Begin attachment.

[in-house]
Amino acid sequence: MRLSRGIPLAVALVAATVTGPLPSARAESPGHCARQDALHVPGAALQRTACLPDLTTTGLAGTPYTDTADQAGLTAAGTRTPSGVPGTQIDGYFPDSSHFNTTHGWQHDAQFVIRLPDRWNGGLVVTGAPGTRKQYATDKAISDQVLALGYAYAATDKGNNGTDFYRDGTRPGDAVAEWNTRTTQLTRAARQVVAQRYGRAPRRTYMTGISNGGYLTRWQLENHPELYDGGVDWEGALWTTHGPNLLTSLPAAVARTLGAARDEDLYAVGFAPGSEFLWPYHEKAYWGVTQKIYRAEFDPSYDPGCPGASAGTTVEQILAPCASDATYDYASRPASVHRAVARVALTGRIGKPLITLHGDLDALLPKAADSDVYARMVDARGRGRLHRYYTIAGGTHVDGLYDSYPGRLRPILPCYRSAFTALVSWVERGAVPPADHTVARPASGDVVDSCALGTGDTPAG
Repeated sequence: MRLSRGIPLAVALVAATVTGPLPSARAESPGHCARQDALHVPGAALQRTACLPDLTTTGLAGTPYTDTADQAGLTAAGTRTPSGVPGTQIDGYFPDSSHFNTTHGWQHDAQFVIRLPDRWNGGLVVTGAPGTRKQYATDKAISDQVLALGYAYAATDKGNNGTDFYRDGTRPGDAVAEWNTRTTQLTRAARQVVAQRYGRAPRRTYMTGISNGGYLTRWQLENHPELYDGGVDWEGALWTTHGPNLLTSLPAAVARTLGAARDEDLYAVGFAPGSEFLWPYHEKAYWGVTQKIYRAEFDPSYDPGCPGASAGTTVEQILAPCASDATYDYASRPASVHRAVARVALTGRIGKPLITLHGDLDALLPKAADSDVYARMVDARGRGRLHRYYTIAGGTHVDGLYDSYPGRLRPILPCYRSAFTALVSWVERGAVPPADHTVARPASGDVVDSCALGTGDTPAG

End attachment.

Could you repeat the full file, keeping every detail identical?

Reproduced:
[in-house]
Amino acid sequence: MRLSRGIPLAVALVAATVTGPLPSARAESPGHCARQDALHVPGAALQRTACLPDLTTTGLAGTPYTDTADQAGLTAAGTRTPSGVPGTQIDGYFPDSSHFNTTHGWQHDAQFVIRLPDRWNGGLVVTGAPGTRKQYATDKAISDQVLALGYAYAATDKGNNGTDFYRDGTRPGDAVAEWNTRTTQLTRAARQVVAQRYGRAPRRTYMTGISNGGYLTRWQLENHPELYDGGVDWEGALWTTHGPNLLTSLPAAVARTLGAARDEDLYAVGFAPGSEFLWPYHEKAYWGVTQKIYRAEFDPSYDPGCPGASAGTTVEQILAPCASDATYDYASRPASVHRAVARVALTGRIGKPLITLHGDLDALLPKAADSDVYARMVDARGRGRLHRYYTIAGGTHVDGLYDSYPGRLRPILPCYRSAFTALVSWVERGAVPPADHTVARPASGDVVDSCALGTGDTPAG
Repeated sequence: MRLSRGIPLAVALVAATVTGPLPSARAESPGHCARQDALHVPGAALQRTACLPDLTTTGLAGTPYTDTADQAGLTAAGTRTPSGVPGTQIDGYFPDSSHFNTTHGWQHDAQFVIRLPDRWNGGLVVTGAPGTRKQYATDKAISDQVLALGYAYAATDKGNNGTDFYRDGTRPGDAVAEWNTRTTQLTRAARQVVAQRYGRAPRRTYMTGISNGGYLTRWQLENHPELYDGGVDWEGALWTTHGPNLLTSLPAAVARTLGAARDEDLYAVGFAPGSEFLWPYHEKAYWGVTQKIYRAEFDPSYDPGCPGASAGTTVEQILAPCASDATYDYASRPASVHRAVARVALTGRIGKPLITLHGDLDALLPKAADSDVYARMVDARGRGRLHRYYTIAGGTHVDGLYDSYPGRLRPILPCYRSAFTALVSWVERGAVPPADHTVARPASGDVVDSCALGTGDTPAG